A new report from Bloomberg indicates that Google and Apple are allegedly teaming up on a bid of more than $500 million for Kodak's treasure trove of patents: A fallout of Kodak declaring bankruptcy in January of this year.
The portfolio of around 1,100 patents is an important piece of the financial puzzle that could ultimately allow Kodak to pull itself out of bankruptcy as early as the first half of 2013. However, the final purchase price is likely to be far less than the estimate Kodak first threw out as to the total worth of the portfolio itself – a sum of up to $2.6 billion, according to an article by the Wall Street Journal.
If the pairing seems unlikely at first glance, given the heated levels of competition between the two tech dynamites, you're not the first one to think that. However, as explained by TechCrunch's Rip Empson, there's a method – and definitely a number of advantages – behind the two companies' supposed madness.
For starters, teaming up allows each company to jointly offer more for Kodak's entire portfolio. Previously, the two companies (which had themselves organized individual consortiums of their own for bidding on Kodak's patents) each offered less for the portfolio, as a whole, then what they are allegedly offering now as a result of their temporary partnership.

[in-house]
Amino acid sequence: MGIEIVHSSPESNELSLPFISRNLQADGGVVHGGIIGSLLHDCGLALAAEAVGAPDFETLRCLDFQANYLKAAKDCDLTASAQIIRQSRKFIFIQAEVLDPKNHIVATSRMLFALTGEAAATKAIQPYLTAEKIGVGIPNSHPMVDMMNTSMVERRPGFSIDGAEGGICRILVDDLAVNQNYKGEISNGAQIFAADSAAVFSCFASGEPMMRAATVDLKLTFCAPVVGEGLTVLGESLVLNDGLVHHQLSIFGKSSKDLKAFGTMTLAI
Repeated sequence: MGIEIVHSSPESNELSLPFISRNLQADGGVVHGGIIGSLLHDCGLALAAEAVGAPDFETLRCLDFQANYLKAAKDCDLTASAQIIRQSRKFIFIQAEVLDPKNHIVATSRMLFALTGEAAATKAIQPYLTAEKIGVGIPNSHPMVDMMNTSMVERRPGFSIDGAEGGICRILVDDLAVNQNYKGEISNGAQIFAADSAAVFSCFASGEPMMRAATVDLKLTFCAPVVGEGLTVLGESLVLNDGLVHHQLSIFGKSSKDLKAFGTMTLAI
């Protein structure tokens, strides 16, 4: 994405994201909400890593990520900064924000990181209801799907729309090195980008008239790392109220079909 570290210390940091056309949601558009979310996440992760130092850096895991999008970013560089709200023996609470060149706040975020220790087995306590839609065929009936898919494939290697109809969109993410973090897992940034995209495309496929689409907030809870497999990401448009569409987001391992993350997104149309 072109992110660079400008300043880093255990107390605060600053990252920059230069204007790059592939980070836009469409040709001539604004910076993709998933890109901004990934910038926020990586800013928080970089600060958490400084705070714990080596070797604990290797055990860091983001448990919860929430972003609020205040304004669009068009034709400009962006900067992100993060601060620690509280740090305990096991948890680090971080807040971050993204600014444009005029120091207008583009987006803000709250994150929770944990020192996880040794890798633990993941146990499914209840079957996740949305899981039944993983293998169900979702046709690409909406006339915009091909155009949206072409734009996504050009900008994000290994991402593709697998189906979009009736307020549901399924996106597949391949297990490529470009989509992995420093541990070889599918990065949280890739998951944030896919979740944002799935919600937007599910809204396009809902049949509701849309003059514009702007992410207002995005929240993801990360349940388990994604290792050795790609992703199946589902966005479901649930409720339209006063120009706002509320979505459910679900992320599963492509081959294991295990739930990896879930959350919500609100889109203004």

For Kodak, that simply means more money comes to the table as a result of the sale, one that would likely never reach the initial billion-dollar estimates as a result of the patents themselves already being broadly licensed. For Apple and Google, it allows each company to escape a potential costly bidding war for Kodak's portfolio.
And beyond money, of course, is litigation. Specifically, teaming up allows Google and Apple to avoid future costly (and frustrating) legal issues surrounding a present-day patent purchase – not the situation either company wants to be in after engaging in a costly bidding war for Kodak's patent portfolio.
"It's also a good move considering the outcome of the somewhat ridiculous Nortel patent war, which resulted in a consortium of tech companies (including Apple) paying $4.5 billion and basically squeezing Google out. Then Google paid a ridiculous $12.4 billion for Motorola and its 20,000 patents," Empson writes.
"Whether or not one thinks that was worth it, the evidence seems to show the benefit of finding more productive ways to approach patents going forward. If the companies can follow through with that, it would be great for the entire ecosystem."
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